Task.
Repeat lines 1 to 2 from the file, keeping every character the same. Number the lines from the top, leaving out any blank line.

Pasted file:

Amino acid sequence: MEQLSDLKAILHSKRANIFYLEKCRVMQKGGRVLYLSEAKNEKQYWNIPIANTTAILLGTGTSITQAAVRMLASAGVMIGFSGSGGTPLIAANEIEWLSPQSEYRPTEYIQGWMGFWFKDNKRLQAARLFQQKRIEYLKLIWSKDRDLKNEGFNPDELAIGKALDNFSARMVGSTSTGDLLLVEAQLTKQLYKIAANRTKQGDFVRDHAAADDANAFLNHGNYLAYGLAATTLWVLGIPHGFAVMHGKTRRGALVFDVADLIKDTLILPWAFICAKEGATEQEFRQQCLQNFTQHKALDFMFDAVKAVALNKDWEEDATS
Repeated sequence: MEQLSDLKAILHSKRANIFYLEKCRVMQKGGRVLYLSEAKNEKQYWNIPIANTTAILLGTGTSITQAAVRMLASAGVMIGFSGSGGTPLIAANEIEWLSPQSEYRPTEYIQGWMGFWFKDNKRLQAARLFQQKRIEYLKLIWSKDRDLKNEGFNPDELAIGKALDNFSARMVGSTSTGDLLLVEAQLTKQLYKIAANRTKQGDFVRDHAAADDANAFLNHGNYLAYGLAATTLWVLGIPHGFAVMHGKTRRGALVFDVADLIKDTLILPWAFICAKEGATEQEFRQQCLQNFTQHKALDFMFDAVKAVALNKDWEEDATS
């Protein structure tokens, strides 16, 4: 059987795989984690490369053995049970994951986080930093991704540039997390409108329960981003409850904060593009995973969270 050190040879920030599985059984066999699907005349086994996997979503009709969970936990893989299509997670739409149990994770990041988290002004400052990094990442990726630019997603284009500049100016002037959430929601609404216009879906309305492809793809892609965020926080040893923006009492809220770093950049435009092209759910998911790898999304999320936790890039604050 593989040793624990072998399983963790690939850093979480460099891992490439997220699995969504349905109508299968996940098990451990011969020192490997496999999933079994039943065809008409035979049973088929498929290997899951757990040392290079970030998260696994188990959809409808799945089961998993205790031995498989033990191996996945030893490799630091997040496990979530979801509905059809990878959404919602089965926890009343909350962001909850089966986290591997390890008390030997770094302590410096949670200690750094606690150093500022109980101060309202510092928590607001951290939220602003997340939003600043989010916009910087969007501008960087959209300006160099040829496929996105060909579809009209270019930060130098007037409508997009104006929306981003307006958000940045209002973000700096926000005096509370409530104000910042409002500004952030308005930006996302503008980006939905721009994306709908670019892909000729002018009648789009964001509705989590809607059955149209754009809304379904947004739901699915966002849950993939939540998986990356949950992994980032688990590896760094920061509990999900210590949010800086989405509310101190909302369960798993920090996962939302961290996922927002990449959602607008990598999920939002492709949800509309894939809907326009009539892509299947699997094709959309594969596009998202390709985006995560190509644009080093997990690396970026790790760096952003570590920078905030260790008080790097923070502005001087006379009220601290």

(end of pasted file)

Amino acid sequence: MEQLSDLKAILHSKRANIFYLEKCRVMQKGGRVLYLSEAKNEKQYWNIPIANTTAILLGTGTSITQAAVRMLASAGVMIGFSGSGGTPLIAANEIEWLSPQSEYRPTEYIQGWMGFWFKDNKRLQAARLFQQKRIEYLKLIWSKDRDLKNEGFNPDELAIGKALDNFSARMVGSTSTGDLLLVEAQLTKQLYKIAANRTKQGDFVRDHAAADDANAFLNHGNYLAYGLAATTLWVLGIPHGFAVMHGKTRRGALVFDVADLIKDTLILPWAFICAKEGATEQEFRQQCLQNFTQHKALDFMFDAVKAVALNKDWEEDATS
Repeated sequence: MEQLSDLKAILHSKRANIFYLEKCRVMQKGGRVLYLSEAKNEKQYWNIPIANTTAILLGTGTSITQAAVRMLASAGVMIGFSGSGGTPLIAANEIEWLSPQSEYRPTEYIQGWMGFWFKDNKRLQAARLFQQKRIEYLKLIWSKDRDLKNEGFNPDELAIGKALDNFSARMVGSTSTGDLLLVEAQLTKQLYKIAANRTKQGDFVRDHAAADDANAFLNHGNYLAYGLAATTLWVLGIPHGFAVMHGKTRRGALVFDVADLIKDTLILPWAFICAKEGATEQEFRQQCLQNFTQHKALDFMFDAVKAVALNKDWEEDATS